10051 Old Grove Road, Suite B, Scripps Ranch
(Has gone out of business since this article was published.)
The times, they are a-changin’…for the better, if you’re a fan of spirits. With the New Year comes a change in state policy allowing local distilleries to offer samples of their products to customers, and none of San Diego’s spirit conjurers are more excited to show off their wares than the award-winning artisans of Ballast Point Brewing & Spirits (10051 Old Grove Road, Scripps Ranch), who will officially open their new spirits tasting room tomorrow, January 7.
Much in the way that its distillery and brewery cannot overlap, Ballast Point’s spirits tasting square footage must be separate from its brewery and within its DSP (distilled spirits plant). So, visitors looking for a taste of the company’s rotating assortment of clear and dark spirits may sign up for a tour at the merchandise area east of the beer tasting bar, then wait to be escorted down a hardwood hallway, past a window with a view of a grand copper still (imported from Kentucky), to an intimate, dimly lit speakeasy-style tasting room.
4696 30th Street, North Park
To make room for the facility, Ballast Point’s CFO and brewers gave up their offices, but the company made sure that sacrifice wasn’t in vain. Down to the many minor details, the place is stunning and thematically complete. A heavy wood, marble-topped bar and stamped tin ceiling tiles combine with vintage wallpaper, matching marble rail, and belly bars to form the basis of an interior motif the company describes as "apothecary-slash-old-timey drugstore" — think North Park’s mixology darling, Polite Provisions, but a little more mood-lit and a lot less hipster.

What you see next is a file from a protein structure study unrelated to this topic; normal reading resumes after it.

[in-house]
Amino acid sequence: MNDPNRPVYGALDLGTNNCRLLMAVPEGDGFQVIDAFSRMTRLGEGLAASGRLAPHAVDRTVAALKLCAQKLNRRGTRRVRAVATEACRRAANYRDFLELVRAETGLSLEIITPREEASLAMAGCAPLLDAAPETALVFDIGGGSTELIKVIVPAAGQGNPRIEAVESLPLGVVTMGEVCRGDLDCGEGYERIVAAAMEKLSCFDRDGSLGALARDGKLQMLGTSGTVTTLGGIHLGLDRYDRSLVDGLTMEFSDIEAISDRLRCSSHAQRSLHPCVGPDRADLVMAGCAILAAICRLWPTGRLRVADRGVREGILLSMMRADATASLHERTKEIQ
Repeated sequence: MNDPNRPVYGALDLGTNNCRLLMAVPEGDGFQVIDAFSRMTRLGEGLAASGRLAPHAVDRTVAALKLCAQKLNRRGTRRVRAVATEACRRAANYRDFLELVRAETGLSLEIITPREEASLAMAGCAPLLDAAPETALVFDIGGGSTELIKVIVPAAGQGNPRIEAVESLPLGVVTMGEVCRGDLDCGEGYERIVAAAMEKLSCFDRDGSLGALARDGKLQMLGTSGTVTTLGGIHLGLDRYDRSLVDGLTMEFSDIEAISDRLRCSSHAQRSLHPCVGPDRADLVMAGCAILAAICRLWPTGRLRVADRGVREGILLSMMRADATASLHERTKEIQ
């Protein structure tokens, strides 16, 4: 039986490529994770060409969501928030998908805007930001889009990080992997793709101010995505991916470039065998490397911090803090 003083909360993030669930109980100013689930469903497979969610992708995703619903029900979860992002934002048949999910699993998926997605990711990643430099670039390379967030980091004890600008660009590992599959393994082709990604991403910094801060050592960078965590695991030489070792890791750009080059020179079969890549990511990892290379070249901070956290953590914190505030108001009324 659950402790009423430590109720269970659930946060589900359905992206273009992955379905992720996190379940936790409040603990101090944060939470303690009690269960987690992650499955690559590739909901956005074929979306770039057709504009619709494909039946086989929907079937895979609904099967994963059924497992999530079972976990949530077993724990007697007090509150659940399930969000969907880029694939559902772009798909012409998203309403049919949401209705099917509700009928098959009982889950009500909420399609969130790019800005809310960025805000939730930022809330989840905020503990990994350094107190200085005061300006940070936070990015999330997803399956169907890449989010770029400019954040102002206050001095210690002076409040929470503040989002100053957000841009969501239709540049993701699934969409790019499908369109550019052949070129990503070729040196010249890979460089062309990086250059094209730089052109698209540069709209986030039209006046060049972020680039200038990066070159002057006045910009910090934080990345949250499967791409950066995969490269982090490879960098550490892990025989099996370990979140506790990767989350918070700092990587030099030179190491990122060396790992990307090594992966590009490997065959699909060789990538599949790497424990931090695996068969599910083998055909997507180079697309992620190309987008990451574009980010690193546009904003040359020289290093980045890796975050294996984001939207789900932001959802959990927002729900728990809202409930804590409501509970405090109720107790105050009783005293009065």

Head distiller Yuseff Cherney scavenged many an antique store for items like an old-school register, ancient books, a scale, and a mortar and pestle. Even the iPod-affixed radio and fire extinguisher are fauxed up to look as though they’ve pulled straight from the Prohibition era. The only overly out-of-place piece of modern technology spliced into the space is a flat-screen TV, made forgivable by its content—a visual walk-through of the distilling process. Given the newness of the spirit tasting experience in San Diego, explaining how that firewater comes into being is crucial.
Four tour slots will be offered per day at 1, 3, 5 and 7 p.m. The cost per person is $10 and includes six 1/4-ounce tastes. Flights will change based on availability, but Ballast Point will draw from liquors including its Fugu Vodka, Moonshine, Old Grove Gin, Three Sheets Rum, and assorted whiskeys (though the latter figure to be featured less than often than the rest). New varieties are also on the horizon, which will provide additional attractors to what is an already plenty attractive space and a lovely addition to San Diego’s outstanding craft scene.